Des Moines, IA–(HISPANIC PR WIRE)–November 9, 2006–For generations, Latino families have been ringing in the holiday season by enjoying flavorful pork dishes. This year, enjoy the traditional flavors and aromas of a centerpiece meal, without the guilt.
New findings unveiled that pork tenderloin rivals the leanest type of chicken – a skinless chicken breast. The U.S. Department of Agriculture (USDA) analysis found that pork tenderloin contains only 2.98 grams of fat per 3-ounce serving(1), compared to 3.03 grams of fat in a 3-ounce serving of skinless chicken breast(2).
According to the National Pork Board, today’s hogs are fed a healthy, science-based diet consisting of corn, soybeans and grains. By combining healthier feeding and enhanced breeding practices, today’s pork producer delivers leaner, healthier pork – great for all occasions!
“Pork has been at the heart of Latino dinner tables and festive celebrations for many generations,” said Judith C. Rodriguez, PhD, a registered dietitian, member of the American Dietetic Association, and professor at the University of North Florida. “In the past, the challenge was to enjoy great holiday feasts while maintaining a healthy weight,” added Rodriguez. “Now, you can indulge with healthy menu options, without sacrificing the Latin flavor that we all enjoy. Pork has become much leaner and more nutritious, making it a perfect choice for holiday dishes. For example, six common pork cuts are now 16 percent leaner with 27 percent less saturated fat than 15 years ago.”
In addition to the great taste Latinos have grown to love, pork packs a significant amount of nutrients in each lean portion. Not only is a 3-ounce serving of pork tenderloin is an “excellent” source of protein, thiamin, vitamin B6, phosphorus, and niacin and a “good” source of riboflavin, potassium and zinc, it contributes a mere 6 percent of the calories to a 2,000-calorie diet. This is great news for those who enjoy seasonal delicacies but want to avoid added calories that can pack on the pounds between Thanksgiving and New Year’s Day.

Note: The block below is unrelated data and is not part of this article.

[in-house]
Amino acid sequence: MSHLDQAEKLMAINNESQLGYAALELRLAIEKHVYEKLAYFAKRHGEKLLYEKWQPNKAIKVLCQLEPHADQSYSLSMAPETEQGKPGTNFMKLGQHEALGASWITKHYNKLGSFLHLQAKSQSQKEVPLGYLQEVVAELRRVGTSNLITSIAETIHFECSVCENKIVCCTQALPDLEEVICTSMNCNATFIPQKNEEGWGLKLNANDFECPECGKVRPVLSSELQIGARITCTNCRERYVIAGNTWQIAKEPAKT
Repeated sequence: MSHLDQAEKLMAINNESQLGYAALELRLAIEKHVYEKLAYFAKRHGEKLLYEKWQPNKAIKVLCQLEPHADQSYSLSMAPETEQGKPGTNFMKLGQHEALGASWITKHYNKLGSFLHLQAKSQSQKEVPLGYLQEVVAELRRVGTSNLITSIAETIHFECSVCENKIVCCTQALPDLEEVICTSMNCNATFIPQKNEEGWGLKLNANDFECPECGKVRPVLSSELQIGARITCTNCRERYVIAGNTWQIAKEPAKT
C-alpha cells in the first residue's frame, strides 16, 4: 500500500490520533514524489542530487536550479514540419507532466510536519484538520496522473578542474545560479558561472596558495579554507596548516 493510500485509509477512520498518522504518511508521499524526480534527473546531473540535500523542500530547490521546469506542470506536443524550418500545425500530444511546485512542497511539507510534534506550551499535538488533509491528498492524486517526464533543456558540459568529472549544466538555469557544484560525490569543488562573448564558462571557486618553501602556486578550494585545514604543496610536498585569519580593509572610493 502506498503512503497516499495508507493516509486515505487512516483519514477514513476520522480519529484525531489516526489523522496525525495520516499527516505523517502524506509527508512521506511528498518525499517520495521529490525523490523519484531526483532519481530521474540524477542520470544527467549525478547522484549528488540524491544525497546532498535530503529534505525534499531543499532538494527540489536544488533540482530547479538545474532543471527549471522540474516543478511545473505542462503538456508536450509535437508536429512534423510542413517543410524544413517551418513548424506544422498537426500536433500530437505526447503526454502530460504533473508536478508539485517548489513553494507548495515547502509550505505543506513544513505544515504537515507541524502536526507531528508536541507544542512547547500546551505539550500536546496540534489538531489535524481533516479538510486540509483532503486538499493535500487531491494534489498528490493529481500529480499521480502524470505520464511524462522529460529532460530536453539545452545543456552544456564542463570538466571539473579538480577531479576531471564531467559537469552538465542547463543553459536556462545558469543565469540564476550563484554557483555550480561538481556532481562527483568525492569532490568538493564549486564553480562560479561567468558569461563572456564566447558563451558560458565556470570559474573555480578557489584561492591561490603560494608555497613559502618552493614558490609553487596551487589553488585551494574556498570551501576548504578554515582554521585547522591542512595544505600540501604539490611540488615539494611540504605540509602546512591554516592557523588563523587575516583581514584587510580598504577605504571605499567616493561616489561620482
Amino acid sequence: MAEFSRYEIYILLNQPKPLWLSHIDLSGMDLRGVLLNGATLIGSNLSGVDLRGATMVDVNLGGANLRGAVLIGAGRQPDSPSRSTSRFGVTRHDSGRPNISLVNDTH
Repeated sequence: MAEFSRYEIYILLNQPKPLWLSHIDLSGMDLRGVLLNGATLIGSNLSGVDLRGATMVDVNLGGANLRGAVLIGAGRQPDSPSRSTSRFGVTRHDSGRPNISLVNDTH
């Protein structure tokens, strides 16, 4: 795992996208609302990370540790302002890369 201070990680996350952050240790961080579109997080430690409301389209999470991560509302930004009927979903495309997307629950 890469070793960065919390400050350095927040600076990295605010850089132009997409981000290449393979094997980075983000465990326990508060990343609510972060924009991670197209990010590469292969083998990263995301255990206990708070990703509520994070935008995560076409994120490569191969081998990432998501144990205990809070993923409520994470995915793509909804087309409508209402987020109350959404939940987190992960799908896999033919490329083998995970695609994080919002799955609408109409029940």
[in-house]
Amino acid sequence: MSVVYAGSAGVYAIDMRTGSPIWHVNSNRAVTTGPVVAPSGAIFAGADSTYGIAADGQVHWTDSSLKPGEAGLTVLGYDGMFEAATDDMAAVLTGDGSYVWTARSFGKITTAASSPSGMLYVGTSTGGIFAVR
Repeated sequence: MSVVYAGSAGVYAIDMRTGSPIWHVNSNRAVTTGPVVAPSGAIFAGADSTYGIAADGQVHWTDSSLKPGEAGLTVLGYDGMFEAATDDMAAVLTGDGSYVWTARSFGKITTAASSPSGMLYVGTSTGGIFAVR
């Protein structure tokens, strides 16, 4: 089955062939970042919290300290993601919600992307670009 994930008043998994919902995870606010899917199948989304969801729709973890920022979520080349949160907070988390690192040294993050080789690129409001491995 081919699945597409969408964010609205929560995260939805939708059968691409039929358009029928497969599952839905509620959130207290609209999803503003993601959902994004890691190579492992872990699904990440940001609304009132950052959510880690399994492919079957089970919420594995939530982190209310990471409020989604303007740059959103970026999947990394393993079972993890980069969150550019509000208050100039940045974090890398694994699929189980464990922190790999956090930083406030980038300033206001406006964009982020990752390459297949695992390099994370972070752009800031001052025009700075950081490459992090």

The “skinny” on pork should prove popular over the holidays. Rodriguez offers these healthy tips to families as they plan their celebrations or make resolutions to adopt better eating habits beyond January 1st:
— Don’t overcook your meats. Because pork is such a lean meat, it’s very important not to overcook it. Use an instant-read thermometer and cook until it reaches 160 degrees Fahrenheit for tender and juicy pork.
— Keep your lean meats low in fat. When shopping, look for lean sources of meat with the word “loin,” such as pork tenderloin. Avoid cooking in saturated fats. Instead, try dry rubs or marinades with a drizzle of olive oil, salsas, chopped onions and peppers. These are excellent choices that seal in flavor without adding unwanted fats.
— Impress and de-stress. Spend more time with friends and family by serving easy-to-prepare pork dishes like Arroz con cerdo or Cerdo asado con salsa de chile guajillo. Not only will guests enjoy your delicious meal, these favorite recipes help ease holiday stress by eliminating the time you spend cooking in the kitchen. Both of these flavorful pork dishes can be prepared in less than 20 minutes — and they’re wholesome too!
— Size does matter. While it is OK to try samples of all your favorite dishes, if you pay attention to your serving sizes during regular meals, you won’t pack on those unwanted pounds.
— Add variety. Ensure holiday meals include a variety of food types so you are getting many different nutrients.
— Add zest to your holiday meals with typical Latin flavors. Fresh salsas made from a wide variety of chilies, fruits, vegetables and spices are great, low-caloric additions to your pork dishes. They are both tasty and visually appealing accoutrements, especially if served on colorful holiday platters.
For detailed nutritional information, access to a wide variety of traditional and eclectic recipes or to request a free recipe brochure, SABOR Y SALUD, visit the National Pork Board’s Spanish-language web site at http://www.elcerdoesbueno.com
About the National Pork Board
The National Pork Board is a non-profit commodity organization based in Des Moines, Iowa, that represents the producers of U.S. Pork. The National Pork Board provides information on preparing and enjoying U.S. Pork to a variety of audiences, including consumers.
(1) Williams JR, Howe J, Trainer D, Snyder C, Boillot K, Lofgren P, Buege D, Douglass L, Holden JM. Nutritional changes in fresh pork cut between 1991-2005. Institute of Food Technologists Annual Meeting & Food Expo, June 26, 2006.
(2) USDA National Nutrient Database for Standard Reference SR 18, 3-ounces cooked, skinless and roasted